For indefatigable marijuana booster Mason Tvert, founder of the
advocacy organization Safer Alternative For Enjoyable Recreation (SAFER),
April 1 is a very big day. Rallies are scheduled to take place at more
than eighty colleges and universities across the country (see the
complete list below) arguing that students who use marijuana are far
safer than those who opt for alcohol.
Meanwhile, at 1 p.m. today, Tvert will join a group at the Auraria
campus targeting Stephen Jordan, president of Metropolitan State
College. Jordan is a supporter of the Amethyst Initiative, which argues that lowering the legal drinking age to eighteen would help reduce the culture of binge drinking on campuses.
"We feel that if he's comfortable opening up the discussion about
lowering the drinking age, there's no logical reason why he shouldn't
have a discussion about using marijuana more freely," Tvert says.
How did Tvert choose today for pro-marijuana demonstrations?
"April is National Alcohol Awareness month," he says. "Obviously,
April 1 is the first day of that month, but it's also April Fool's Day
-- and the message a lot of students will be sending is that this is
not a joke.
"We're talking about allowing college students to use marijuana as a
safer recreational alternative to alcohol. Now, some might scoff at
that idea. But this is an issue that involves student safety. It's
literally a matter of life and death in some cases. The fact is, for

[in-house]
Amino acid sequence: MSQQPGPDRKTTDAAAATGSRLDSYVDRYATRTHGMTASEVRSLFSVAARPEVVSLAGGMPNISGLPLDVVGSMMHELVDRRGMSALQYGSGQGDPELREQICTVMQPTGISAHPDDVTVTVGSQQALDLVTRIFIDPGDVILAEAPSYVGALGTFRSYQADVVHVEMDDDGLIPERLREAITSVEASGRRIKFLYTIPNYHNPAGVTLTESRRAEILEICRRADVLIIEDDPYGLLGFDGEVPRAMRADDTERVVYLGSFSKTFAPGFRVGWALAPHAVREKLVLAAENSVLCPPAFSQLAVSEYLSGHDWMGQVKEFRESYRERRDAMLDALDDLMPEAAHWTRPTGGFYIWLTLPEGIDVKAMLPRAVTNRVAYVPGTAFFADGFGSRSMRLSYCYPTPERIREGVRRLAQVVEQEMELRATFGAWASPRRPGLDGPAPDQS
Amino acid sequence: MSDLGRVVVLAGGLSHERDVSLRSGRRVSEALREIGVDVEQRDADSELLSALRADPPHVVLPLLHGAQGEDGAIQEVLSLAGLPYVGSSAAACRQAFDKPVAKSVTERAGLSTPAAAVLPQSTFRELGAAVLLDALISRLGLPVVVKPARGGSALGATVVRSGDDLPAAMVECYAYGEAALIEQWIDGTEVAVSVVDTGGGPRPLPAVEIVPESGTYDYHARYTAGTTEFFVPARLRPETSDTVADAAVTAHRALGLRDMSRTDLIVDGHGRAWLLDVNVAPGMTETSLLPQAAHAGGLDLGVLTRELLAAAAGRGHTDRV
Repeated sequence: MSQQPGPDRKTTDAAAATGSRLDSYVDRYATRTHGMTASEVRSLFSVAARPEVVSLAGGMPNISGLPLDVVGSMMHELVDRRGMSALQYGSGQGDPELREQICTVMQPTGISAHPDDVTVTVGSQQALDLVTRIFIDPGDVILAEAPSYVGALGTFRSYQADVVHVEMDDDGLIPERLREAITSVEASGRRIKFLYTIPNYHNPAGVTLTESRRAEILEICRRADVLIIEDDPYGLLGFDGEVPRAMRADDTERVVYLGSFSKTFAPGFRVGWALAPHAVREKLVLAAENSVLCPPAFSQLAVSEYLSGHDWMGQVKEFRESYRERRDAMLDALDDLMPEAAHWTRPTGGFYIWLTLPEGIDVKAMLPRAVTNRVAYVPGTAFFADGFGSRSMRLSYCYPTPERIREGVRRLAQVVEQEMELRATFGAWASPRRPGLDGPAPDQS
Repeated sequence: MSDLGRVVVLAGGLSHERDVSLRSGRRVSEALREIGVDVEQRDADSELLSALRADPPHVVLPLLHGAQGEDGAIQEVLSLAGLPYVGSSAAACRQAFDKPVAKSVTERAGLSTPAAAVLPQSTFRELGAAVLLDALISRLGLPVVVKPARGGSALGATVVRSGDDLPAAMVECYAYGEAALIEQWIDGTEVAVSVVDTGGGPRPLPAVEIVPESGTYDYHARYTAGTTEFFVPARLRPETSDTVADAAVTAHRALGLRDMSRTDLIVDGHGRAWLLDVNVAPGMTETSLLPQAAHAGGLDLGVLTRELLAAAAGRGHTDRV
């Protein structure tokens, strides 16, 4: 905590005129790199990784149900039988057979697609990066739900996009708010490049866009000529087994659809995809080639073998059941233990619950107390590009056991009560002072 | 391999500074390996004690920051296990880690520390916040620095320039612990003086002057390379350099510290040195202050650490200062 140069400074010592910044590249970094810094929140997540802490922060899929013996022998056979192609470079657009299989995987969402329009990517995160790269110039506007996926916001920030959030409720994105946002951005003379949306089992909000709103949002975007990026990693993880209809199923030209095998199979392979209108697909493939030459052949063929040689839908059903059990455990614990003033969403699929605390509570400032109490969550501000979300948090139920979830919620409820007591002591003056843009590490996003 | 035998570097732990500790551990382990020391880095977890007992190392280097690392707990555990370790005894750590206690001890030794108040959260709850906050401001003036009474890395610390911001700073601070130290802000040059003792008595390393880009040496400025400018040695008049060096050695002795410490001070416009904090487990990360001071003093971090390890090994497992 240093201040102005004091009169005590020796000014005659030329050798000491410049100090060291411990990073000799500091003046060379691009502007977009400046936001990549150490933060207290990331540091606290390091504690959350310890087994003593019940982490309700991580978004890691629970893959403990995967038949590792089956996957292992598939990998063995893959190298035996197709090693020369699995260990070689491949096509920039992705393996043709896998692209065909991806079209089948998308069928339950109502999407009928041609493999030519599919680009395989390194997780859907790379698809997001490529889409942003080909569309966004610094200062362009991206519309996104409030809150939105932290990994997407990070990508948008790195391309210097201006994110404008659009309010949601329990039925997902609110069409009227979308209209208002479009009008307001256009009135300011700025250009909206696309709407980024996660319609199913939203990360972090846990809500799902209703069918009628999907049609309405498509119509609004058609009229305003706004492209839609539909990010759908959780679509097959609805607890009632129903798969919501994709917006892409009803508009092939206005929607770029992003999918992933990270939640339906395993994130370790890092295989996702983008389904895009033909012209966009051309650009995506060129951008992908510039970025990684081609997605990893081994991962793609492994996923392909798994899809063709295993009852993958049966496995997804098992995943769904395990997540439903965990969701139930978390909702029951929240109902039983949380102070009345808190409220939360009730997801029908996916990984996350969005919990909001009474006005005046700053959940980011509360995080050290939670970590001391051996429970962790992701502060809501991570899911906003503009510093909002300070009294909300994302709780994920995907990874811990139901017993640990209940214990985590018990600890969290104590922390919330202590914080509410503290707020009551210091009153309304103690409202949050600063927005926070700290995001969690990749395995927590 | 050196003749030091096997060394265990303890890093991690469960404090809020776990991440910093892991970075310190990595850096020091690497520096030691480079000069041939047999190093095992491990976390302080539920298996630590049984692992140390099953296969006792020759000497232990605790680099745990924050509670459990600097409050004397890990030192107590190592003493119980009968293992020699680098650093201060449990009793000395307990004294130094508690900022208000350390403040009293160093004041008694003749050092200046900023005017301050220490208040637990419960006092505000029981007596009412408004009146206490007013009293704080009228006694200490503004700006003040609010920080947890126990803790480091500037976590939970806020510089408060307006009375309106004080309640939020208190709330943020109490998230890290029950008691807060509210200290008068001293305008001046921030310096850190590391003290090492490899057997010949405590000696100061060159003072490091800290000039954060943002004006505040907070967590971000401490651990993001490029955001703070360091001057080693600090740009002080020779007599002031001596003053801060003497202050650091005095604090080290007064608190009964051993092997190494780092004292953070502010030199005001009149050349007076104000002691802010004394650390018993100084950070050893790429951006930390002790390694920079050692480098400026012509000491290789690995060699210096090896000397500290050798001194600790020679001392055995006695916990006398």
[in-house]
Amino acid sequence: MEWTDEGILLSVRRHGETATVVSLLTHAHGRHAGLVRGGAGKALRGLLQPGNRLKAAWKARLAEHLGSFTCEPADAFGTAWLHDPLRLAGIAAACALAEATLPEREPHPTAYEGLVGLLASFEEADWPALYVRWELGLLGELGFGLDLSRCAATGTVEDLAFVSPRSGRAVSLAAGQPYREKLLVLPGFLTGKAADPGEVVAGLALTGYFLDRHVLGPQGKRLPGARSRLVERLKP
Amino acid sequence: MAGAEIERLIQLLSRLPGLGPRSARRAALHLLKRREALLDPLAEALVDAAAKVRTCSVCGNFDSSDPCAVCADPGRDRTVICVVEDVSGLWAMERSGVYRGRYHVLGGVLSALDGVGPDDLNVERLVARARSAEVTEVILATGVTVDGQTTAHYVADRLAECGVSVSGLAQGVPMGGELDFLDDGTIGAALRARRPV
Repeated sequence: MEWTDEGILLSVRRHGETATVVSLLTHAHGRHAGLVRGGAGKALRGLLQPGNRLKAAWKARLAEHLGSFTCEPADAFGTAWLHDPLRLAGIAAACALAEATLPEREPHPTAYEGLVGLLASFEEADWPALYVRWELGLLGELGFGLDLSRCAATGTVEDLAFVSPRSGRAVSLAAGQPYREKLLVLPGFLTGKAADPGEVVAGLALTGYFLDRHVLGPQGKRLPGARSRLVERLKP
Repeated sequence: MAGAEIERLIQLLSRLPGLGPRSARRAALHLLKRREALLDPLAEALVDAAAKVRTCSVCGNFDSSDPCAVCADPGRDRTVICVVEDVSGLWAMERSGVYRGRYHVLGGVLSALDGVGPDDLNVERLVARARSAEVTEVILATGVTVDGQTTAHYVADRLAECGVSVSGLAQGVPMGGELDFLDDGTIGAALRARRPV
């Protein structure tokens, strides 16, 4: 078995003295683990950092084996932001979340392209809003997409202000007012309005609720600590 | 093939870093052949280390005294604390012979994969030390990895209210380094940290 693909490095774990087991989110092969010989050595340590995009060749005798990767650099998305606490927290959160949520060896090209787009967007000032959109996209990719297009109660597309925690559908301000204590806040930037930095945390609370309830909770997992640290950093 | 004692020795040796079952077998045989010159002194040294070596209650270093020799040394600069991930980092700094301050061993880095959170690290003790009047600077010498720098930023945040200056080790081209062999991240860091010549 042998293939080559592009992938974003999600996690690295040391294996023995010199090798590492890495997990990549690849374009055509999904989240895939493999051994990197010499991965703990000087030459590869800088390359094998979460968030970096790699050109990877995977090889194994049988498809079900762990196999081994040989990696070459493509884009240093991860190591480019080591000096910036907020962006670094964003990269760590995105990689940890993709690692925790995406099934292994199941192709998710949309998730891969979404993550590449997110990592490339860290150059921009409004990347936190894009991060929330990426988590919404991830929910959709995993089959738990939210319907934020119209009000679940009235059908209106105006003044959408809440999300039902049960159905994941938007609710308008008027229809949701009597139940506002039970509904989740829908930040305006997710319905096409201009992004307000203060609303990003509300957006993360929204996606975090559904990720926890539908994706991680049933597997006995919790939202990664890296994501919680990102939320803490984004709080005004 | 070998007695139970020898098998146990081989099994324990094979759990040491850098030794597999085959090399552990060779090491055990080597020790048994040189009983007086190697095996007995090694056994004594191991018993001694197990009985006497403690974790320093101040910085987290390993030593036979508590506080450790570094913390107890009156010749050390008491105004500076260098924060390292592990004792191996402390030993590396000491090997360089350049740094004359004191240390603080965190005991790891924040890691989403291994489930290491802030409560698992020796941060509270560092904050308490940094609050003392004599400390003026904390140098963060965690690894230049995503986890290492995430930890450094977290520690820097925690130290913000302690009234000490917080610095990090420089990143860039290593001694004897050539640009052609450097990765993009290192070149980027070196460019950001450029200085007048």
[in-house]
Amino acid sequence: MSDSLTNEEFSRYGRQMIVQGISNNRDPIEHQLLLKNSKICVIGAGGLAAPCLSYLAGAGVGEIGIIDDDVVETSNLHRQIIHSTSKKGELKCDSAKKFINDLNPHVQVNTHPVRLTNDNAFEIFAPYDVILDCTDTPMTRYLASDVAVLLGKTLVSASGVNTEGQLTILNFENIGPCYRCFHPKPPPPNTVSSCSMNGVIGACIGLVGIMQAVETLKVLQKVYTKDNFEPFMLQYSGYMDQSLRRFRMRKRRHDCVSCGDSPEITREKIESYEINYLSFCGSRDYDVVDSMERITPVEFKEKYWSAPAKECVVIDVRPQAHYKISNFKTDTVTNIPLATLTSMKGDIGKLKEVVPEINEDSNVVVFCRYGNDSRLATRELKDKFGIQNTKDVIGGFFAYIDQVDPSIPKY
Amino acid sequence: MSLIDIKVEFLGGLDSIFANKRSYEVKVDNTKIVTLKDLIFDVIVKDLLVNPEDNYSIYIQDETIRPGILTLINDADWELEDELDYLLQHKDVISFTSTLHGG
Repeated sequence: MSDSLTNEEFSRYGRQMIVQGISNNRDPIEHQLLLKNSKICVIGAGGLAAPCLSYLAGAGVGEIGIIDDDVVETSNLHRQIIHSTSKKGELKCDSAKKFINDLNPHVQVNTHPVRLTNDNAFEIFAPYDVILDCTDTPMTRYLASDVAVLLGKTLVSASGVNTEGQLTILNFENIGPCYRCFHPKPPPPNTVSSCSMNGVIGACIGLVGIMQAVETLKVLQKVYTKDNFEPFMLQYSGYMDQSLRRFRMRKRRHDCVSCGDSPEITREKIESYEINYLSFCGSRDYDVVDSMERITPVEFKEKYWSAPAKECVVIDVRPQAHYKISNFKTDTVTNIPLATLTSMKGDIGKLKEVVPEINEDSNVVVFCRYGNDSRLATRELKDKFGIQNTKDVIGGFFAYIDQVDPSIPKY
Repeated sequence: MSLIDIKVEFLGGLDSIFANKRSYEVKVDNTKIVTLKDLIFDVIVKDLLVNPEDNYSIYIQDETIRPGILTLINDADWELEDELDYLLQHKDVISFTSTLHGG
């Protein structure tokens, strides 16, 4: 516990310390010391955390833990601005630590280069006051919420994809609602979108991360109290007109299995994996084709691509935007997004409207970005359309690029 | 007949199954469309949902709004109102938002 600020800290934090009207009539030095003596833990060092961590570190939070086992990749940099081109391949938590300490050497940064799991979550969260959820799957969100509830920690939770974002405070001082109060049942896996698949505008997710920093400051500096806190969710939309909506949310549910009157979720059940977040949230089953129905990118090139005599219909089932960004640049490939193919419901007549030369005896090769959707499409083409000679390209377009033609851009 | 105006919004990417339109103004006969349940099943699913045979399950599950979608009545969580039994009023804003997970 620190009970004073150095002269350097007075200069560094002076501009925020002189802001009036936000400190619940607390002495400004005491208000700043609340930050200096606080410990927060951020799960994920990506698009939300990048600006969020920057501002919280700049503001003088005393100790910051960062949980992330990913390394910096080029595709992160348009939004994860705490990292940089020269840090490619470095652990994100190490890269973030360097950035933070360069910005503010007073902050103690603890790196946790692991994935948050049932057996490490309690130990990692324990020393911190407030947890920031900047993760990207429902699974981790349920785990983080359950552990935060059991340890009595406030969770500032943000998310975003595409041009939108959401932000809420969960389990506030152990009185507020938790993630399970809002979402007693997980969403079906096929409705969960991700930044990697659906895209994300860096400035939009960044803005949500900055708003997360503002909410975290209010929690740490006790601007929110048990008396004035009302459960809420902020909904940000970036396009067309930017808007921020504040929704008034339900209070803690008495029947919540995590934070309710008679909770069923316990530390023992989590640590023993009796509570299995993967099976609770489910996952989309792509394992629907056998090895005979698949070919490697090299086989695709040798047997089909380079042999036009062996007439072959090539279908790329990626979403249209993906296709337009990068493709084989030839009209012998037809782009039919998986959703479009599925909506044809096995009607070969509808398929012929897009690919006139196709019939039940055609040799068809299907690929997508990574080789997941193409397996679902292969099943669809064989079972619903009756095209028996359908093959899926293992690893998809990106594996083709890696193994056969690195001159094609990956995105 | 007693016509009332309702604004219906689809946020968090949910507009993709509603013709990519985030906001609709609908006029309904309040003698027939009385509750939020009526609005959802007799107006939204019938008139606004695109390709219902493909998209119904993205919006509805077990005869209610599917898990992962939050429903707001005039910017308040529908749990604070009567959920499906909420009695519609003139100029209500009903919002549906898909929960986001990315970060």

college students and everyone else, for that matter, using marijuana is
safer than using alcohol."
SAFER's college initiatives have grown like a certain weed in a few short years.
"We started in 2005 simply trying to organize students at CU and
CSU," he notes. "Then, in 2007, we coordinated a day of action that
involved just over fifty campuses -- a lot fewer than are participating
this year. And we've passed student referendum measures at more than a
dozen college campuses nationwide. CU-Boulder and CSU were the first
two, and since then, we've added the University of Maryland, Florida
State University, the University of Texas at Austin, Ohio State,
Purdue. The referendum has passed at five of the fifteen larges
colleges in the nation."
Tvert believe these measures aren't just popular; they're good
policy. In his words, "Who knows better how to reduce student drinking?
Gray-haired administrators or college students, who know that when they
go out, students using marijuana are far safer than students using
At the Auraria news conference today, Tvert will be "highlighting
the current state of campus policies and laws, which steer students
away from marijuana and toward drinking" -- with Jordan as the focal
In response to the Amethyst Initiative, Tvert created the Emerald
Initiative, which calls for signatories to support constructive debate
about the relative safety of marijuana use versus alcohol consumption.
Then, he sent copies to Jordan's office, and Jordan personally, along
with a letter explaining the concept. But, he says, "they ultimately
responded that they weren't interested in endorsing it."
To Tvert, this stand is inexplicable, particularly in light of Jordan's Amethyst advocacy.
"This isn't an endorsement of marijuana," he stresses. "It's an
endorsement of having an open and dispassionate debate about whether
this could be a solution to alcohol-related problems on campuses."
Hence, today's festivities will include a trip to Jordan's office,
at which Tvert and his supporters will hand-deliver the initiative, as
well as a copy of the book Marijuana Is Safer: So Why Are We Driving People to Drink?,